Let's discuss now the gravitational property of an object, its ability to attract other objects, which in Physics is called gravitational mass of an object.

An experimental fact is that two identical objects, B1 and B2 combined together, attract twice as strongly as only one of them, say B1, providing they attract the same probe object A, and the relative position of participating objects is the same.

That means that gravitational mass is additive and the gravitational force is proportional to gravitational mass.

Let's choose one particular probe object A and assign it a gravitational mass of a unit and another identical object B. Since they are identical, the gravitational mass of object B is also a unit.

Then, comparing the attraction between this unit probe object A and identical unit object B at the unit distance with the attraction of any other object C to the same unit probe object A on the same unit distance, we can assign a gravitational mass to that other object C. Since gravitational mass is additive, the stronger the gravitational force of object C - the proportionally greater is its gravitational mass relative to a unit object B.

Notice, that additive property of gravitational mass is similar to a property of inertial mass, which is also additive. This is precisely the reason why both properties are call mass.

The analogy goes further. Another experimental fact is that two different objects of the same inertial mass have exactly the same gravitational mass,
that is they attract equal probe objects on equal distance equally.
From this follows that the quantitative difference between inertial mass and gravitational mass is just in units of measurement.

Based on this, it was decided to measure the gravitational mass in exactly the same units as inertial mass and, by definition, say that an object of 1 kilogram of inertial mass has 1 kilogram of gravitational mass, which, quantitatively, fully characterizes the gravitational properties of an object.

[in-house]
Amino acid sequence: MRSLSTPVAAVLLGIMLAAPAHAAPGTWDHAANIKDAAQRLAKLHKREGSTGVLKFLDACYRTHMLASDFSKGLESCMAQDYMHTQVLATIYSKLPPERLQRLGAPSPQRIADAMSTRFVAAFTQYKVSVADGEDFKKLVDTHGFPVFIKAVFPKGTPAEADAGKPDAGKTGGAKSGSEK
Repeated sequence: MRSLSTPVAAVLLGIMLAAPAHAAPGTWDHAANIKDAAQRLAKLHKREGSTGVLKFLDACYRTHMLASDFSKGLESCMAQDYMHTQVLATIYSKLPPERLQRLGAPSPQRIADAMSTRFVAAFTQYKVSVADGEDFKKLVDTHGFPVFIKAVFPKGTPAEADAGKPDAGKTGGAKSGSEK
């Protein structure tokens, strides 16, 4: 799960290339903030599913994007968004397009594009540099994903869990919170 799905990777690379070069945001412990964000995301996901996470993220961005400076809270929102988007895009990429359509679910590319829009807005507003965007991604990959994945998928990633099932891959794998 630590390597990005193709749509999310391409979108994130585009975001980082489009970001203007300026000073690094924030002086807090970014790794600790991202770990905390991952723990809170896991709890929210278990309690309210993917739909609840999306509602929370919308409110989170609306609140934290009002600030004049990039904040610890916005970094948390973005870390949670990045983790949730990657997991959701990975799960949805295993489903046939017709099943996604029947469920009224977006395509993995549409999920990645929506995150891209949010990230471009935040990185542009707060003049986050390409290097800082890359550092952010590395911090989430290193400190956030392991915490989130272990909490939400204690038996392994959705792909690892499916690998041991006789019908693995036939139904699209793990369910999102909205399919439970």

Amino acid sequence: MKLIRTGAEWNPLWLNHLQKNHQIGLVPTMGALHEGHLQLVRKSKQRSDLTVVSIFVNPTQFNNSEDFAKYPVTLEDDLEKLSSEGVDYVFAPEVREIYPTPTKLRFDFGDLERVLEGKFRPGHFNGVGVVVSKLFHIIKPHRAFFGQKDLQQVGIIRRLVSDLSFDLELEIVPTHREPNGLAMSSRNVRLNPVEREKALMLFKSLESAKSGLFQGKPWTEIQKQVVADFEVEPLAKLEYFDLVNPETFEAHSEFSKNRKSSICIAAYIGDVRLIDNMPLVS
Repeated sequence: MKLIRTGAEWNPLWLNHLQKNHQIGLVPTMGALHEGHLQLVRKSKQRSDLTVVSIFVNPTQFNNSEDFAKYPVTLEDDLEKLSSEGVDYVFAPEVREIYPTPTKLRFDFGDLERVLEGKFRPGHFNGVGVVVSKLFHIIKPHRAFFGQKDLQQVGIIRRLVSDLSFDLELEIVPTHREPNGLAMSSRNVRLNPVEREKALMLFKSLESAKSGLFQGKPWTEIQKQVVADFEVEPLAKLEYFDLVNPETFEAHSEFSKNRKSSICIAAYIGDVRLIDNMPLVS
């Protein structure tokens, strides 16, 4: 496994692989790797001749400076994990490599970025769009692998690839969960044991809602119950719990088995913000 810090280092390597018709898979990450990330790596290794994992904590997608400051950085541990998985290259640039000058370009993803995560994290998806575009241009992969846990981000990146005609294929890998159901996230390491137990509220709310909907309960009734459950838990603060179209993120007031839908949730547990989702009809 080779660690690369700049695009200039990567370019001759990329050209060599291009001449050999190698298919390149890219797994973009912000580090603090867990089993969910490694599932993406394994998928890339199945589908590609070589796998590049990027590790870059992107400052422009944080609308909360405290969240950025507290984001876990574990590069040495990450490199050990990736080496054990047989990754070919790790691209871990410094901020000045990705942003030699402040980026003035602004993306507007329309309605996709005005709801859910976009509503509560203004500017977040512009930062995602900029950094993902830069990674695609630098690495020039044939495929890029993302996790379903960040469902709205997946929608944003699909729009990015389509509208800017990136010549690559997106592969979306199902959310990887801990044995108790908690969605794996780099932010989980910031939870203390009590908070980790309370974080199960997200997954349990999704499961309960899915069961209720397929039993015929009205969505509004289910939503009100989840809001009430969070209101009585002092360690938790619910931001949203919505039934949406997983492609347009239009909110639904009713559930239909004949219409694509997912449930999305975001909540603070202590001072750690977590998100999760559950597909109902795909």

When we talk about gravity, 1 kilogram is a measure of gravitational attraction of an object, its gravitational mass. When we discuss inertia, motion, force, 1 kilogram is a measure of an object's inertial mass.

Let's derive the formula that expresses the force of gravity between two
point-objects in terms of their gravitational masses and distance
between them.

We already know that the force of gravity is proportional to a
gravitational mass, but, since we always deal with two point-objects,
the force must be proportional to a gravitational mass of each of them,
that is it is proportional to their product.

We also know that the force of gravity is inversely proportional to a square of a distance between objects.

These two factors lead to the following formula for the force F of gravity between two point-objects with gravitational (and inertial, as we defined) masses M1 and M2 at distance r between them:

F = G·M1·M2 /

where G - a constant of proportionality, since the units
of force (N - newtons) have been defined already, and we want to measure
the gravitational force in the same units as any other force.

This formula was presented by Sir Isaac Newton in 17th century, though other scientists, like Robert Hooke claimed it as well.

Physicists call this formula the Newton's Law of Universal Gravitation.

To determine the constant G in this formula, all we need
to do is to place two objects of inertial (and gravitational, as we
defined) mass of 1 kilogram each at the distance of 1 meter and measure
the force of gravity between them by measuring an acceleration they
develop as a result of gravitational force. This force (in newtons) will
be quantitatively equal to a gravitational constant G.

This measurement shows a very weak force, and the gravitational constant equals to

G = 6.674·10−11 N·m²/kg²

Finally, let's attempt to explain the phenomenon of weakening of the
gravitational force inversely proportional to a square of a distance
from the gravitating object.

This is not really a theoretical proof, but a reasonable explanation of this fact.

Assume that the source of gravitational force around an object is
something similar to tentacles of an octopus with objects of larger
gravitational mass corresponding to greater number of tentacles. The
gravitational grip, presumably. depends on the density of tentacles per
unit of covered area.

To propel gravity on a longer distance the tentacles should be longer, while their quantity remains the same.

Now, the longer these tentacles - the more is the area they have to spread around. This area for tentacle of the length r is a surface of the sphere of this radius, that is 4r².
So, area these tentacles are supposed to cover is increasing as a
square of their length, which causes a gravitational grip to be weaker
in exactly the same proportion.